6:08 a.m. I am in Minnesota again. Home sweet home. Today I was supposed to restart a case I'd already worked a few weeks back. Unfortunately, a good family friend died unexpectedly and instead I will be going to a funeral.
I have somehow managed to avoid funerals ever since my grandfather passed away when I was 8-years-old. I remember Cuz and I playing outside of the funeral home under the umbrella of a huge pine tree. Cuz was the most adorable little blond cherub that ever there was. And she was the little sister I never had. My partner in crime. (And still is.)
It was shady and hot outside and the ground under the tree was blanketed with needles. We pretended we were forest rangers. We ended up covered in sap, having climbed the sticky branches in our best Sunday dresses. I remember trying in vain to get the bits of bark and dirt off my hands by rubbing them on my dress... in the grass. That didn't help. Now I just added grass to the mix.
When we went inside, Cuz and I stood before grandpa's casket, considering him. He looked like he was sleeping. His hair was combed over on his forehead all neat and silvery. I reached out to touch him and my father barked from across the room, "Polly!" I pulled my hand away and high-tailed it outside again with Cuz not far behind me.
I remember my brother, who was in the Army, flying in for the funeral. He was so handsome in his uniform. I remember my mother with tears in her eyes kissing grandpa's forehead before they closed the casket.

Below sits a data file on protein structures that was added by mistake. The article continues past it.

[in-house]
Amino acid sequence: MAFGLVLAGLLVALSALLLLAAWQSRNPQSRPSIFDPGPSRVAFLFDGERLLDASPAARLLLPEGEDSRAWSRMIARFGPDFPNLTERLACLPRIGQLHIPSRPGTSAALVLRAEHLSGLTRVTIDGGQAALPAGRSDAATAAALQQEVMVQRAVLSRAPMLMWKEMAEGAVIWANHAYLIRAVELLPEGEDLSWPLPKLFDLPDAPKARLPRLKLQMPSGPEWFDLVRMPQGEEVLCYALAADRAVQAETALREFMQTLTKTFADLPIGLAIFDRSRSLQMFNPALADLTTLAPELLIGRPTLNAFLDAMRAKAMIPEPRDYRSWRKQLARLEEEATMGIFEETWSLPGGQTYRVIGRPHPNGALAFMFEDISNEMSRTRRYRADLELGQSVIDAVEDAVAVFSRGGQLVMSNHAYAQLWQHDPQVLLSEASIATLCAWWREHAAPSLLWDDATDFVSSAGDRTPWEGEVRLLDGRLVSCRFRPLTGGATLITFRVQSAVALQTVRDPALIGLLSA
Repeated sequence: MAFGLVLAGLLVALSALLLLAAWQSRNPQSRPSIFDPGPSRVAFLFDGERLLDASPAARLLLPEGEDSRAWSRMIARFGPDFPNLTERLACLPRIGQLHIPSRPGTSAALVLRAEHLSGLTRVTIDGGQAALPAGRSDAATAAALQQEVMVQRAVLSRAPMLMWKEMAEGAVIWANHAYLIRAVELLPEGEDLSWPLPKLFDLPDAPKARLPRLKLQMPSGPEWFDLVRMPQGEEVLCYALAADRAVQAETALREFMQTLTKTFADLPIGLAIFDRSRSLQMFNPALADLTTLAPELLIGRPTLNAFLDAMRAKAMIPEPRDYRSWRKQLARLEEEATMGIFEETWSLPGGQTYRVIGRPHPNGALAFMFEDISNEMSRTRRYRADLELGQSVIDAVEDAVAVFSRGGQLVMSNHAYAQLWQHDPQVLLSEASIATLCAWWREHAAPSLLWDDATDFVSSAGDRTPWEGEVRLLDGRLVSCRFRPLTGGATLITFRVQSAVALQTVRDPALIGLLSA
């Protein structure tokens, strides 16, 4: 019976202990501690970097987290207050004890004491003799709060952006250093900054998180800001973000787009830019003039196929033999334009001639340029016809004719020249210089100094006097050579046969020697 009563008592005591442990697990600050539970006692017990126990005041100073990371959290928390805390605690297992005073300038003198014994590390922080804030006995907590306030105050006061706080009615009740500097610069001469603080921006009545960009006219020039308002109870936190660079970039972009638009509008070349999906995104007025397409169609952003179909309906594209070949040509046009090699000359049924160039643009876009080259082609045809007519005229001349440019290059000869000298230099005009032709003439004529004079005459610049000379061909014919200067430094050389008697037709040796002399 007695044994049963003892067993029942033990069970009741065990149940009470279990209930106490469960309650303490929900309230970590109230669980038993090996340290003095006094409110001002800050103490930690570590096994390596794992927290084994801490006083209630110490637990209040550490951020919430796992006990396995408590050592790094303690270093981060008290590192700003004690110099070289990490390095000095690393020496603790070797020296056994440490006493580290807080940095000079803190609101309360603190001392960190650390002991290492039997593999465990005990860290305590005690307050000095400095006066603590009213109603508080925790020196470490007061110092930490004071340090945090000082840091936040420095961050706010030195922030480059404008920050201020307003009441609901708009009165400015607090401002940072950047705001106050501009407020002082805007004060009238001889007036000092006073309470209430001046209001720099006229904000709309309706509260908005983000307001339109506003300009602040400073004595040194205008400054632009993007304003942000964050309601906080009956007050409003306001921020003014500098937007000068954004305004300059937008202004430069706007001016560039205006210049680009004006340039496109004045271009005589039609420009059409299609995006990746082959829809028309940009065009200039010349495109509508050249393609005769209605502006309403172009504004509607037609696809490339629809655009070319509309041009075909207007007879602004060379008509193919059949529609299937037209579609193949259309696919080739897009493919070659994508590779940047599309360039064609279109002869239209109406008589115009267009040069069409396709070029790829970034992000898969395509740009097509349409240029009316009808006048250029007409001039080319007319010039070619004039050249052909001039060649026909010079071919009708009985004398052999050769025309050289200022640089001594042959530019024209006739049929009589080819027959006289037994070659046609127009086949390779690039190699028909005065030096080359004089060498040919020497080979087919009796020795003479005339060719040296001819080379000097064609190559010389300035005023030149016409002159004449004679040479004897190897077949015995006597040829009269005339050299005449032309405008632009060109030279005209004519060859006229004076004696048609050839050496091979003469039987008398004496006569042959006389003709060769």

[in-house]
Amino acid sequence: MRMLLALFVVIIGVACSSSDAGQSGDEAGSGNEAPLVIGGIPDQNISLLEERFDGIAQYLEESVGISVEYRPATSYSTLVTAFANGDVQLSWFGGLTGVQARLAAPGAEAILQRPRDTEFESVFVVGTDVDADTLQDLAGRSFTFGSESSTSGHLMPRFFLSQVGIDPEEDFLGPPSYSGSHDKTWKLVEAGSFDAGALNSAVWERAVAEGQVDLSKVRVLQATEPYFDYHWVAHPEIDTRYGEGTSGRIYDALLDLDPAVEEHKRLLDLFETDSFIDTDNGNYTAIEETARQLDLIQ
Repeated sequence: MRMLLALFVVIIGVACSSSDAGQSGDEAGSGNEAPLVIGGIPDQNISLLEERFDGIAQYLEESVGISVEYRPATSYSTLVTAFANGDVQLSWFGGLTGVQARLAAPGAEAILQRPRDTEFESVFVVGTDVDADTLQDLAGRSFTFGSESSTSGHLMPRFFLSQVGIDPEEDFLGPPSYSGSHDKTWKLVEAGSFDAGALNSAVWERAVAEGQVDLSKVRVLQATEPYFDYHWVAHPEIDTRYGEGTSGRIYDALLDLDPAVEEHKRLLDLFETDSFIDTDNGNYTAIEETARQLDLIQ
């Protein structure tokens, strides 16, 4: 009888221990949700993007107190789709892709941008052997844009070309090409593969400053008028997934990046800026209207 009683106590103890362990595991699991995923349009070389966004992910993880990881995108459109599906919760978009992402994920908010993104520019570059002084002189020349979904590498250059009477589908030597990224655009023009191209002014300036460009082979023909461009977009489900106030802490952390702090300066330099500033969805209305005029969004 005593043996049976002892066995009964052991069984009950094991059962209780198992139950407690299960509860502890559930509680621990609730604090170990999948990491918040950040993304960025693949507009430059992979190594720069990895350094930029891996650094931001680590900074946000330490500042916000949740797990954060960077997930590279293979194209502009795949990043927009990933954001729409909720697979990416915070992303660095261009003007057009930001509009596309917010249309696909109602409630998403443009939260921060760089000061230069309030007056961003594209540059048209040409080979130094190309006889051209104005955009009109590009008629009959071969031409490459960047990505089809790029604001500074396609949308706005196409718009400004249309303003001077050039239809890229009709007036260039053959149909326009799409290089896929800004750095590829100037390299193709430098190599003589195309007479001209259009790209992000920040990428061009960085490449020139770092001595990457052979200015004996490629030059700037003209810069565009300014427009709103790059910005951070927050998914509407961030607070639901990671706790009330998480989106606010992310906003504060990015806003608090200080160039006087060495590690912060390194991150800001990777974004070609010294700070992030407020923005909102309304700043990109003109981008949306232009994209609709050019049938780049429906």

But that was a long time ago and attending the wake last night was definitely a foreign thing to me. Family and friends gathered. Chatting. Crying. The body of the deceased laid out in a far corner where people would occasionally approach, grim-faced. "He looks good." They would say. I don't think so, though I keep my opinion to myself. He looks dead. He looks caked in garish make-up meant to hide his pale, pale skin.
I watch as my neices and nephews run around irreverently. It makes me smile and remember Cuz and I back 20 years ago.
On the way home my parents and I discuss how we want our remains dealt with. Mom and dad are considering cremation. I tell them that's the cleanest, most efficient way to go. We all end up dust in the end, after all. I do not tell them that bone does not ever fully burn and that there is usually quite a bit that needs to be pulverized in a contraption that resembles a grist mill. I do not tell them that fillings, steel plates, screws from surgeries...all have to be sifted through and removed after the initial burn. I do not tell them that the cardboard casket that accompanied the body into the furnace constitutes a fair portion of the cremains.
Still, decomposition is a messy process and I would like to avoid it. I tell my parents I want to be mummified. My mother rolls her eyes.
Later this evening I will write about a mummy that we affectionately called, "Circus Boy" at the MEO.